Walking the Healing Path

Thursday, April 19, 2007

WATERFALL Cris Williamson



Sometimes, it takes a rainy day

Just to let you know
everything's gonna be
alright. Alright.

Sometimes, it takes a rainy day, just to let you know
everything's gonna be
alright.

When you open your life to
the living, all things come
spilling in on you.

And you're flowing like a river, the changer and the changed.

You got to spill some over, spill some over, spill some over, over all.
Filling up and spilling over, it's an endless waterfall. Filling up and spilling over, overall.

Filling up and spilling over, it's an endless waterfall. Filing up and spilling over, overall.

Sometimes, it takes a rainy day, just to let you know everything's gonna be......alright.

Tuesday, April 17, 2007

BLACKSBURG PRAYER

Photo, Amy Sancetta, AP

Loving and compassionate Lord, we pray for all those who were injured, suffered loss of friends and loved ones, and all who have died in this terrible tragedy. Receive and comfort them in Your arms.
Strengthen and heal those who responded
and whose spirits were injured by this tragedy as they sought to protect and aide these students and teachers.

And for those who now travel and seek the reassurance of reuniting again with loved ones we pray that you will place your gentle healing breath upon each of them that they may always feel the warmth of Your love and protection. In Christ’s name we pray.
if you would like to light a candle for the victims, click
to read Sheila McJilton's poem click
Sojourner's Magazine

Sunday, April 15, 2007

SHRINE MONT WEEKEND 2007

The road to Shrine Mont in the early Spring is filled with verdant meadows, hillsides and mountains, red buds and dogwoods in bloom, bright green cow pastures, and my favorite seasonal change of all, the pale burgundy buds and chartreuse leafings among the treetops








One usually arrives to find dinner ready and waiting in the large dining hall. The hall is in an old hotel surrounded by porches on three levels. If you go to the third floor you will be enchanted by the ballroom that was used by gentrified Easterners in the 1800's when they came many miles by buggy to bathe in its medicinal spring waters.




Becky, here shown with her grandchildren, was one of the hospitality folks who welcomed us to the weekend in Hall House, the customary gathering place for those from our parish. We have been coming to Shrine Mont since the late 1980's and spend the weekend in worship, outdoor exploration, group games, and especially in lots of laughter and relaxation.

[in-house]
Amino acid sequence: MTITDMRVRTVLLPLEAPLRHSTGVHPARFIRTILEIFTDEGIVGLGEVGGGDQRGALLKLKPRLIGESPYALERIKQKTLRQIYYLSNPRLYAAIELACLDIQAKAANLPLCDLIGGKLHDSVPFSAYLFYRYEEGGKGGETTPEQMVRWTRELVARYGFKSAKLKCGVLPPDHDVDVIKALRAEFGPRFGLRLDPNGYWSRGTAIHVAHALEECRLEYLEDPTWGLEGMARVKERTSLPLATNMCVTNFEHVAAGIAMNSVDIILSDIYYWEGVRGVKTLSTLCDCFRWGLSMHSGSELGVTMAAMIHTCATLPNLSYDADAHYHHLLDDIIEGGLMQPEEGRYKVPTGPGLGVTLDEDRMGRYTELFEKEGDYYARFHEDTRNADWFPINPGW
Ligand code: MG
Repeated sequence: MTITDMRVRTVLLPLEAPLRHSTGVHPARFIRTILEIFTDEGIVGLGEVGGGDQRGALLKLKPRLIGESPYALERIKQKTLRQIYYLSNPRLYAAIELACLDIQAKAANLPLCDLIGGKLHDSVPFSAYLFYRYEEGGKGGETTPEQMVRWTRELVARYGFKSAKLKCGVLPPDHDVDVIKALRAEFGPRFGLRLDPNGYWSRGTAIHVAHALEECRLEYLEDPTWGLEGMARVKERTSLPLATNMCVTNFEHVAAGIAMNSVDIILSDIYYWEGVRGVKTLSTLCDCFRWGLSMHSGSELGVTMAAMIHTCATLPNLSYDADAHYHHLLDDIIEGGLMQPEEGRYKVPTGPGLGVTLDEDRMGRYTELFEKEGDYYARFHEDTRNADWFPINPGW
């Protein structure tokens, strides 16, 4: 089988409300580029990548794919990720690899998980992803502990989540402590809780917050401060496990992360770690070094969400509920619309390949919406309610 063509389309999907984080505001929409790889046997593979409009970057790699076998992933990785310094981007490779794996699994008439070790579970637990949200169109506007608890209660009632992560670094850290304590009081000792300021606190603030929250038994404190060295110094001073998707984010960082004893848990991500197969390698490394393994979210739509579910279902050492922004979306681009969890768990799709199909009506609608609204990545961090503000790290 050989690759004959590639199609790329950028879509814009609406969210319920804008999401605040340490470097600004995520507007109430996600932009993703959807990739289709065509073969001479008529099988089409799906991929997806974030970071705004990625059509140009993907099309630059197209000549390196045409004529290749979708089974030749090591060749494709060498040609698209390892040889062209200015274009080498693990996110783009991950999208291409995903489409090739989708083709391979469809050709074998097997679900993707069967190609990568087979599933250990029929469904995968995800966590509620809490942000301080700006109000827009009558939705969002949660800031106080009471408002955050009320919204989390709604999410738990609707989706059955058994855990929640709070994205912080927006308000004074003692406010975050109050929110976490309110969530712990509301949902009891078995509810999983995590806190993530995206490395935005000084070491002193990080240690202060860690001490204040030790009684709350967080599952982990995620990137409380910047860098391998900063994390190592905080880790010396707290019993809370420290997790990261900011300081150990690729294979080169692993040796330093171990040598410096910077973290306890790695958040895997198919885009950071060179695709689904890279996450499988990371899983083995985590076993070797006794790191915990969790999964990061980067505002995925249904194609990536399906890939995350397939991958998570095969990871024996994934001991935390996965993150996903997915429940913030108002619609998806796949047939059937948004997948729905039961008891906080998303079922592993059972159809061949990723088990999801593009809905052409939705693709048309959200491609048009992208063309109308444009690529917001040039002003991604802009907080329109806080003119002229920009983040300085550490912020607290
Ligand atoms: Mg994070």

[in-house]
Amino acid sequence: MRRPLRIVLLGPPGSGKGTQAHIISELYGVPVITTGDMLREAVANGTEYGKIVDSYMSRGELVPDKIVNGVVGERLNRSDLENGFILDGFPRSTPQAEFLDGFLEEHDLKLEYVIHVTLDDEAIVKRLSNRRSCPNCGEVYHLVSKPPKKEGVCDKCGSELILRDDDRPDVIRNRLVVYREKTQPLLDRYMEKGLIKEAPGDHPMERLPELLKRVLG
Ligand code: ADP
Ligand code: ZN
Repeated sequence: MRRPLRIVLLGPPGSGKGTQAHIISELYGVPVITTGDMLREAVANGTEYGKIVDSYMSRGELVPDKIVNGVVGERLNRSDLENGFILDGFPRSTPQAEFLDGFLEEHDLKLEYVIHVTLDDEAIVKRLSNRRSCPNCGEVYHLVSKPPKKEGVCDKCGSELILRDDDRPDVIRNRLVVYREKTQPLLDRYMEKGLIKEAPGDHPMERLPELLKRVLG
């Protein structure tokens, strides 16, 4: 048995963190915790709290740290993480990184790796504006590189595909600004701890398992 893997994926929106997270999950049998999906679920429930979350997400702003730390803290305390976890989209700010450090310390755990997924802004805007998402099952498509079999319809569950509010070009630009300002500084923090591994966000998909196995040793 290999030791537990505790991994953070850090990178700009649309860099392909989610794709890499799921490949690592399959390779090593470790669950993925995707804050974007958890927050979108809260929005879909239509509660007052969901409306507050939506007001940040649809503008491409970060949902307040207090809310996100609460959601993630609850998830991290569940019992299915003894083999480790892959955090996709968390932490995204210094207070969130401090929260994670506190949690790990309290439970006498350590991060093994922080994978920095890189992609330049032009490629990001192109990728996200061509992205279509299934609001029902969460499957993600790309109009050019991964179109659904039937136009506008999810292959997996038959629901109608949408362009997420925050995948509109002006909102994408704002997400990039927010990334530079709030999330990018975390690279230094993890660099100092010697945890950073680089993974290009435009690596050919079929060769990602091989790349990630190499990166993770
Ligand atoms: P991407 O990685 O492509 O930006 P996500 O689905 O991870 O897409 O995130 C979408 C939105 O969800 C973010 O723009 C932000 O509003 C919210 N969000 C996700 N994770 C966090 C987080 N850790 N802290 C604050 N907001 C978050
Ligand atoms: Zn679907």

Once the welcoming circles and activites are complete for the evening, we settle down for worship. This year, Martha, our priest, began the weekend with an Order of Compline that was adapted from the New Zealand Prayer Book



















Saturday starts off with a big breakfast and afterwards many of us hike to either the Fire Tower or the Cross a shorter distance up the mountain. I didn't quite make it to the Cross, but another weekender hiked back down the mountainside with me and we sat for a spell on the Adirondack chairs, got better acquaintanted, and were then joined there by my son. During the day the parish children are cared for and take up some kind of learning and craft project.




Saturday evening is a time of continued worship, organized games, more food and fellowship and sometimes extends to the wee hours.

Sunday morning we usually gather for worship at the outdoor Shrine, but this year we were rained out and had our morning service at Hall House using an Iona Eucharistic prayer.

Sunday dinner is always fried chicken and all the fixin's. Then its time to say goodbye and head home. Here is a picture of my son, who was driving ahead of me heading down the moutain pass.




Returning home by way of Luray Caverns past skyline drive is a beautiful southern route home.

Cloud-veiled Blue Ridge Mountains in early Spring

Friday, April 13, 2007

MOOSE IN THE MORNING, MAINE









Misty Morning in Maine http://www.brendatharp.com/



A poem of life and art by one of our Poet Laureates, Mona Van Duyn (1921-2004).
Moose in the Morning, Northern Maine





At six a.m. the log cabins
nose an immense cow-pie of mist
that lies on the lake.
Nineteen pale goldfinches perch
side by side on the telephone wire
that runs to shore,
and under them the camp cow,
her bones pointing this way and that,
is collapsed like a badly constructed
pup tent in the dark weeds.
Inside, I am building a fire
in the old woodstove with its rod overhead
for hunters' clothes to steam on.
I am hunting for nothing—perhaps the three cold pencils
that lie on the table like kindling
could go in to start the logs.
I remember Ted Weiss saying,
"At the exhibition I suddenly realized
Picasso had to remake everything he laid his eyes on
into an art object.
He couldn't let the world alone.
Since then I don't write every morning.
"The world is warming and lightening
and mist on the pond
dissolves into bundles and ribbons.
At the end of my dock there comes clear,
bared by the gentle burning,
a monstrous hulk with thorny head,
up to his chest in the water,
mist wreathing round him.
Grander and grander grows the sun
until he gleams, his brown coat
glistens, the great rack,
five feet wide, throws sparks
of light. A ton of monarch,
munching, he stands spotlit.
Then slowly, gravely, the great neck lowers
head and forty pounds of horn
to sip the lake.
The sun stains the belittled
cow's hide amber.
She heaves her bones and bag
and her neckbell gongs
as she gets to her feet
in yellow blooms of squaw-weed.
On the telephone wire
all the little golden bells are ringing
as that compulsive old scribbler, the universe,
jots down another day.